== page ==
Blending families tends to be stressful no matter what time of year it is. You’re trying to find a “new normal” when one or both parents have children from a previous relationship. Mix in the stressful holiday season, and parents may want to lie in the fetal position under a mound of wrapping paper until January rolls around!
Competing family plans and traditions can cause anxiety and even moments of panic. Just trying to schedule holiday parties around visitation schedules can raise one’s blood pressure, and that is before we get to the challenges of blending family traditions! So how can you lower the stress?
Here are two tips:
Take some deep breaths and discuss these questions as far in advance as possible:
For those homes where one or more ex-spouses also share time with the children, scheduling can become very difficult. Finding time for everyone to see everyone on the holiday may no longer be possible. In most cases, custody agreements have established holiday and visitation schedules. When there is not an established agreement, working scheduling out early can be very helpful. It might require imagination and ingenuity to ensure the new family celebrates in a way that encourages bonding and unity. Try hard not to blame your spouse if his/her “ex” is making scheduling difficult. It’s also very important for stepparents to be especially sensitive to their stepchildren’s hearts at these times. There should be no hint that their time with their other parent is in any way a problem.
How many families do you know that have two full Thanksgiving meals on the same day in order to hit all the parties? Christmas can be even more difficult as trips to visit family are often scheduled around opening presents at home. Be prepared simply not to see everyone you used to see. Again, custody agreements may set up a holiday schedule that largely shapes with whom the children will spend their holidays. Spouses in a blended situation should prioritize time with each other’s families, involving their children as much as possible. Consider seeing one family on one holiday and another family on another, or alternating Christmas Eve and Christmas Day.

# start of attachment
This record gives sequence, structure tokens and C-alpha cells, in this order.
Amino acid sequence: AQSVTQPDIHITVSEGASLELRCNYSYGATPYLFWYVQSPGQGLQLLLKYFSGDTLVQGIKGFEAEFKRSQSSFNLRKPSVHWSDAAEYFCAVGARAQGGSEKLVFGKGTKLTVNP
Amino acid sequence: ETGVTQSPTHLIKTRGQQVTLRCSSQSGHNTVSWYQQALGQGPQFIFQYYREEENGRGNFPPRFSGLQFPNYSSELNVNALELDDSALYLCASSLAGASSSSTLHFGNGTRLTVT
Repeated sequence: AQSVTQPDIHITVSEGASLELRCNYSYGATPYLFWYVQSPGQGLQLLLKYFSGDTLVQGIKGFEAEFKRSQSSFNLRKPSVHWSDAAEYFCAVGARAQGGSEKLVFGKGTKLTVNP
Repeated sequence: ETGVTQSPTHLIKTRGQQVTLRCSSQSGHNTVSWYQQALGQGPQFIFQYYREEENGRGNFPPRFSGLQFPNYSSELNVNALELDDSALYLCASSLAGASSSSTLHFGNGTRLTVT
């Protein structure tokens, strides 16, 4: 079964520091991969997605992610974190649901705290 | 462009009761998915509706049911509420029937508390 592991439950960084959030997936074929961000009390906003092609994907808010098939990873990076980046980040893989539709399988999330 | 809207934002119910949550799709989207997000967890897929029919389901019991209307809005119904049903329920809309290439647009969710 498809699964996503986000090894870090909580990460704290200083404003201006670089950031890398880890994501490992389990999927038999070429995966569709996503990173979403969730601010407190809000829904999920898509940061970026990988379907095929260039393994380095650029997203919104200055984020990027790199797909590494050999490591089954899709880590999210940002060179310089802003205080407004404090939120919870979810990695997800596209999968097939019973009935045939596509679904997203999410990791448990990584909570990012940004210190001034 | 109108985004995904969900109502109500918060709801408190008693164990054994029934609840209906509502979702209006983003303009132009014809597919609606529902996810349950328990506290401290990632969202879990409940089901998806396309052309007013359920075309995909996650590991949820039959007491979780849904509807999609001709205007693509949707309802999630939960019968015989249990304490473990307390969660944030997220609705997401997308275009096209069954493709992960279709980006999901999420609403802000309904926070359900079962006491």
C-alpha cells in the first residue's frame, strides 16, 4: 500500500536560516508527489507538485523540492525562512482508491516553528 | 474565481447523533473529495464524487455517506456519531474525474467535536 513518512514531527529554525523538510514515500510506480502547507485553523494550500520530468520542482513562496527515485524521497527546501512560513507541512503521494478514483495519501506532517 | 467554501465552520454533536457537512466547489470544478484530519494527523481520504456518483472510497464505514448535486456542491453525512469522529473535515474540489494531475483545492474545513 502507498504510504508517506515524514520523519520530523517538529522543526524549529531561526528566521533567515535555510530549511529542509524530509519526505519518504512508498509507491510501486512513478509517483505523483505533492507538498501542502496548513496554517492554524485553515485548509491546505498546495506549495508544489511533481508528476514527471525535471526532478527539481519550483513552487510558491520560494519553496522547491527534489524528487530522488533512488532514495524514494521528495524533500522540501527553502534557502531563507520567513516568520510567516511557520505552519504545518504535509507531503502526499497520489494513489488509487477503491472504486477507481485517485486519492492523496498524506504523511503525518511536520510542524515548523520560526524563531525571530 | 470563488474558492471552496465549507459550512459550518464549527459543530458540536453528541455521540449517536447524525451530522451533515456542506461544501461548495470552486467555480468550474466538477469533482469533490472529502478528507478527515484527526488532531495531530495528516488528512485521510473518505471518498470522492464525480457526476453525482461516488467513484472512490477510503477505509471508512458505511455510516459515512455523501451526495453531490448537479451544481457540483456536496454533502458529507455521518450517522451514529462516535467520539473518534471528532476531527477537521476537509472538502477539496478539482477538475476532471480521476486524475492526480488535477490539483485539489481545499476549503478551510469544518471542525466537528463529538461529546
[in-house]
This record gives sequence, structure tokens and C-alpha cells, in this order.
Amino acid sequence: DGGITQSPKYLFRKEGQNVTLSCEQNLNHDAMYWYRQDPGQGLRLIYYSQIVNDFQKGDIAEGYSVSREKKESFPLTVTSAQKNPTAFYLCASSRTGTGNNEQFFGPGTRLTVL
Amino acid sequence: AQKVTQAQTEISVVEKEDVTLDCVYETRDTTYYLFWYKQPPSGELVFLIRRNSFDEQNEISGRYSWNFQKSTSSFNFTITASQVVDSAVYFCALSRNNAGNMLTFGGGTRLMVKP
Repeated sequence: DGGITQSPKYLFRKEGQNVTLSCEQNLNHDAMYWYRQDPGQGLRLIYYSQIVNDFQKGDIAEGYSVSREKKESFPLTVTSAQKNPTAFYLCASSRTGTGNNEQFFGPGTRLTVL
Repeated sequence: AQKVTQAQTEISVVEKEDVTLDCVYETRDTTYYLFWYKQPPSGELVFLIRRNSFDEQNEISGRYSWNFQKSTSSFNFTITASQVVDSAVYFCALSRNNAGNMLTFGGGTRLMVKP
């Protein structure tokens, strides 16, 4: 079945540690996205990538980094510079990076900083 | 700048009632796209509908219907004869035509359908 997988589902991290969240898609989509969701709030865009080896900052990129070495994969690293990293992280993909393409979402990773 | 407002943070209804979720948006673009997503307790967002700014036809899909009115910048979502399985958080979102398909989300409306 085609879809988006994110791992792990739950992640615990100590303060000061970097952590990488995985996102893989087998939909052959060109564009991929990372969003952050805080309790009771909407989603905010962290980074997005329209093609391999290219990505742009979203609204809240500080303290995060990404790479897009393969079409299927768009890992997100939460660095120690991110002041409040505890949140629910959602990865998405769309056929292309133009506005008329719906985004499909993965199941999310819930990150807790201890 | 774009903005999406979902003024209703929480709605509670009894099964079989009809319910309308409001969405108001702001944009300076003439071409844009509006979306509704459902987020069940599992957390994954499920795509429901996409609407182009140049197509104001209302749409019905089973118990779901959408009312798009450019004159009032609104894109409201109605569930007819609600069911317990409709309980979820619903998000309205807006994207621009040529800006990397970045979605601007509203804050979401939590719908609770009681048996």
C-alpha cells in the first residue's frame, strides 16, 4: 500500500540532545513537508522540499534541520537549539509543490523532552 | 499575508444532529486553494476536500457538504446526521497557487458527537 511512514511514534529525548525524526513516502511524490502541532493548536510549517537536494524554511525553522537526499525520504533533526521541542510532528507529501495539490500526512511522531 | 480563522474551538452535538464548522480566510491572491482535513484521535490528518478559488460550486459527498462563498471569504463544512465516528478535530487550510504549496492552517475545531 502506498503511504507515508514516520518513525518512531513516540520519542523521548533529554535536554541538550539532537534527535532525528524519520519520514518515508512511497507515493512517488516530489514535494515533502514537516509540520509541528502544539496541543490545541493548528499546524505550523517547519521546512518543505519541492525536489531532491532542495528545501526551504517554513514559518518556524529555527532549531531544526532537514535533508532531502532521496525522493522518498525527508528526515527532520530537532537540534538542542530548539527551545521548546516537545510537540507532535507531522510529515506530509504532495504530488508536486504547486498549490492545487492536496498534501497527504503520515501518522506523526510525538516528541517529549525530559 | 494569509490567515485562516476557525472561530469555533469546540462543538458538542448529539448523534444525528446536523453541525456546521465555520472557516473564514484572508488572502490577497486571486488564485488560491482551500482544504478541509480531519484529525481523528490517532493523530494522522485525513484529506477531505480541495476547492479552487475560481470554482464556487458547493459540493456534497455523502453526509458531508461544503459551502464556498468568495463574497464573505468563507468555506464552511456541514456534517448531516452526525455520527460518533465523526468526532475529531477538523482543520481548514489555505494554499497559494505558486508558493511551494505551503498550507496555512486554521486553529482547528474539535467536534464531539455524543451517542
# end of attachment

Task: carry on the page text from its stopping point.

There are as many traditions as there are families, but every family has at least one. Thanksgiving: do you give thanks one-by-one or have someone special pray? Christmas Eve: do you favor a candlelight vigil or last-minute shopping? Christmas Day: do you stay in pajamas and play with the toys or visit family in your holiday best? For Christmas, be sure to discuss expectations for gift-giving and the timing for opening gifts for each other and for the children.
Can’t do without your mom’s special stuffing recipe? Does the topper on the (real? artificial?) Christmas tree have to be an angel or a star? It’s important to know which traditions are LOVED and which are just…traditions. Choose some traditions from both families and make new memories together.
“His” and “Hers” are fine for monogrammed towels, but creating a new family tradition can help the family to feel more like one family instead of two families who decided to live together. Avoid splitting the family in order to fulfill old expectations when possible. Rather, think about some adventure or activity you can do together, and plan it early.
Make a point of reflecting and teaching about the real meanings of Christmas. This helps each of us recognize that it's not just about the family traditions I want, but about the gifts of God. Gratitude and giving are traditions that build character and when done together, can strengthen family relationships. Here are a few ideas to help refocus:
Blended family gatherings are a unique opportunity to experience even more deeply the joy of reconciliation and love that the birth of Jesus ushered in on Christmas day. Colossians 3:15 says, “And let the peace that comes from Christ rule in your hearts. For as members of one body you are all called to live in peace. And always be thankful.” Choose an attitude of thankfulness to focus your heart on his joy this season.
Rev. Deb Koster
Rev. Deb Koster
Rev. Dr. Rob Toornstra